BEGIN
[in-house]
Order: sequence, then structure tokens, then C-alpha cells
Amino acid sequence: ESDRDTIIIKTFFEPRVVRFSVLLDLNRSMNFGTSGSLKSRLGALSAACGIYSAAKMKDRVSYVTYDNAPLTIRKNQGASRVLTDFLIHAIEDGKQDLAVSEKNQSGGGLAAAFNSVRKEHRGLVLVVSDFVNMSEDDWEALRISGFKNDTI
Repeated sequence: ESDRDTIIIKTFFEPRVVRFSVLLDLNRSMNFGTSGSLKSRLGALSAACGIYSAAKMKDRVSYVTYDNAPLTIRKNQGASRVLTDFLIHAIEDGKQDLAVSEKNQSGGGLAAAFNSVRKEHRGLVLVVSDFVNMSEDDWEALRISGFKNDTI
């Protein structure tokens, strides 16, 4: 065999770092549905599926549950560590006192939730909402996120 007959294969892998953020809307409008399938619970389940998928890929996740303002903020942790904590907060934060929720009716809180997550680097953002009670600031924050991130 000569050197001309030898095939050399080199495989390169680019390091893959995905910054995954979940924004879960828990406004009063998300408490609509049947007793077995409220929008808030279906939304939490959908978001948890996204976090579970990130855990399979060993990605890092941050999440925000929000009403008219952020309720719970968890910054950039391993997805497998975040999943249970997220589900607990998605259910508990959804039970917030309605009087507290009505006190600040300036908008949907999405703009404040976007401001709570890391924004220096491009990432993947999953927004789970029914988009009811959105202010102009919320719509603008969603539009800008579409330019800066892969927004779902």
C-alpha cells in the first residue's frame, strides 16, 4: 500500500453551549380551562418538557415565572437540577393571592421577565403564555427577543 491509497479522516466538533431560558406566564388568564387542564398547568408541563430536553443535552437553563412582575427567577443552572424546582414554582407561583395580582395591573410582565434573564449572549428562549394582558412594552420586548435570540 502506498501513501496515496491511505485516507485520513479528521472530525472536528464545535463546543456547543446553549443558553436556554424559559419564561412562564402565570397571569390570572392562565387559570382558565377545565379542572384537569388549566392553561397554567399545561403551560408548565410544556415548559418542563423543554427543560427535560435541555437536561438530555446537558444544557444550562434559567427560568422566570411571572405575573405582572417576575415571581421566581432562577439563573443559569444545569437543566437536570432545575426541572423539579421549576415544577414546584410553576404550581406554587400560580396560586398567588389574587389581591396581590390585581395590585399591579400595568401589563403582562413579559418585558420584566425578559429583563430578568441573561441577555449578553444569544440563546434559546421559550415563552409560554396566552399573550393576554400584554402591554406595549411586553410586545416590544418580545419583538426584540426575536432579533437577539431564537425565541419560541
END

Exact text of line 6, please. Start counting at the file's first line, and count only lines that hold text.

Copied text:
C-alpha cells in the first residue's frame, strides 16, 4: 500500500453551549380551562418538557415565572437540577393571592421577565403564555427577543 491509497479522516466538533431560558406566564388568564387542564398547568408541563430536553443535552437553563412582575427567577443552572424546582414554582407561583395580582395591573410582565434573564449572549428562549394582558412594552420586548435570540 502506498501513501496515496491511505485516507485520513479528521472530525472536528464545535463546543456547543446553549443558553436556554424559559419564561412562564402565570397571569390570572392562565387559570382558565377545565379542572384537569388549566392553561397554567399545561403551560408548565410544556415548559418542563423543554427543560427535560435541555437536561438530555446537558444544557444550562434559567427560568422566570411571572405575573405582572417576575415571581421566581432562577439563573443559569444545569437543566437536570432545575426541572423539579421549576415544577414546584410553576404550581406554587400560580396560586398567588389574587389581591396581590390585581395590585399591579400595568401589563403582562413579559418585558420584566425578559429583563430578568441573561441577555449578553444569544440563546434559546421559550415563552409560554396566552399573550393576554400584554402591554406595549411586553410586545416590544418580545419583538426584540426575536432579533437577539431564537425565541419560541